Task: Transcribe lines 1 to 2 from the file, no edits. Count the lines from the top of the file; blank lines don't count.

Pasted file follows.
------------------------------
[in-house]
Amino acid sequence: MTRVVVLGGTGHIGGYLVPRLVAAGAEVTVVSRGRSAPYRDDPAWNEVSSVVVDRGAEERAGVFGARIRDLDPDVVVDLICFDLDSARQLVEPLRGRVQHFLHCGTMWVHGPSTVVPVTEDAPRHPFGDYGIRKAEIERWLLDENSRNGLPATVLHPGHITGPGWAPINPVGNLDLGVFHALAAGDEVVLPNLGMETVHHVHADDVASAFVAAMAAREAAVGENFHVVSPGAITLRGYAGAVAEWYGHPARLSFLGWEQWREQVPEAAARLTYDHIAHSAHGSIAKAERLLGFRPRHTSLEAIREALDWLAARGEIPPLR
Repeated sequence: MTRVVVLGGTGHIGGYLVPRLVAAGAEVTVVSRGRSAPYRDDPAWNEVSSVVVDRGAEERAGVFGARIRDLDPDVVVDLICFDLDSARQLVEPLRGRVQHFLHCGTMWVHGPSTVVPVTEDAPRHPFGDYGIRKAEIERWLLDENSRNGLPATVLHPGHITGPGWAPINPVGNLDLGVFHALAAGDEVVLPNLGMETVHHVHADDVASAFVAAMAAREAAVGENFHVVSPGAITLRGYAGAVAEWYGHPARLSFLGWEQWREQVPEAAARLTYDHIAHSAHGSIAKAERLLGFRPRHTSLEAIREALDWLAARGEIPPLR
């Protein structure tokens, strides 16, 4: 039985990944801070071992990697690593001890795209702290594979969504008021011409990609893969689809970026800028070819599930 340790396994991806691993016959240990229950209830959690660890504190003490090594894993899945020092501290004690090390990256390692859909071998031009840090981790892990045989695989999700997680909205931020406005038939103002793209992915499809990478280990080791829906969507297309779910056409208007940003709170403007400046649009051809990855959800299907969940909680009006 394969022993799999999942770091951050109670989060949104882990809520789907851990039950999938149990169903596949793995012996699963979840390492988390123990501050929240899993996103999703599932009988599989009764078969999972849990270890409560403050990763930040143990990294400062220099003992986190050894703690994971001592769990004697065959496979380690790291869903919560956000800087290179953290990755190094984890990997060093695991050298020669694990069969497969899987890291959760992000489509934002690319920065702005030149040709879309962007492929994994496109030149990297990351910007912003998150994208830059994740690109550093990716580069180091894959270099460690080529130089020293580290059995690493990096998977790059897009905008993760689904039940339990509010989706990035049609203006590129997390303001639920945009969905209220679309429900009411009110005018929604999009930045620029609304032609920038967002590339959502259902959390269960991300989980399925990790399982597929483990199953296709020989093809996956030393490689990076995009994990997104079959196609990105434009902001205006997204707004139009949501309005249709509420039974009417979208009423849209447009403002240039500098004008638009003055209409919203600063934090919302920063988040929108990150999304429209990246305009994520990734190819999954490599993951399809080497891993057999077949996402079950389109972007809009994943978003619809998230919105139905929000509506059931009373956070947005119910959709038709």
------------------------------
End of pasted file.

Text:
[in-house]
Amino acid sequence: MTRVVVLGGTGHIGGYLVPRLVAAGAEVTVVSRGRSAPYRDDPAWNEVSSVVVDRGAEERAGVFGARIRDLDPDVVVDLICFDLDSARQLVEPLRGRVQHFLHCGTMWVHGPSTVVPVTEDAPRHPFGDYGIRKAEIERWLLDENSRNGLPATVLHPGHITGPGWAPINPVGNLDLGVFHALAAGDEVVLPNLGMETVHHVHADDVASAFVAAMAAREAAVGENFHVVSPGAITLRGYAGAVAEWYGHPARLSFLGWEQWREQVPEAAARLTYDHIAHSAHGSIAKAERLLGFRPRHTSLEAIREALDWLAARGEIPPLR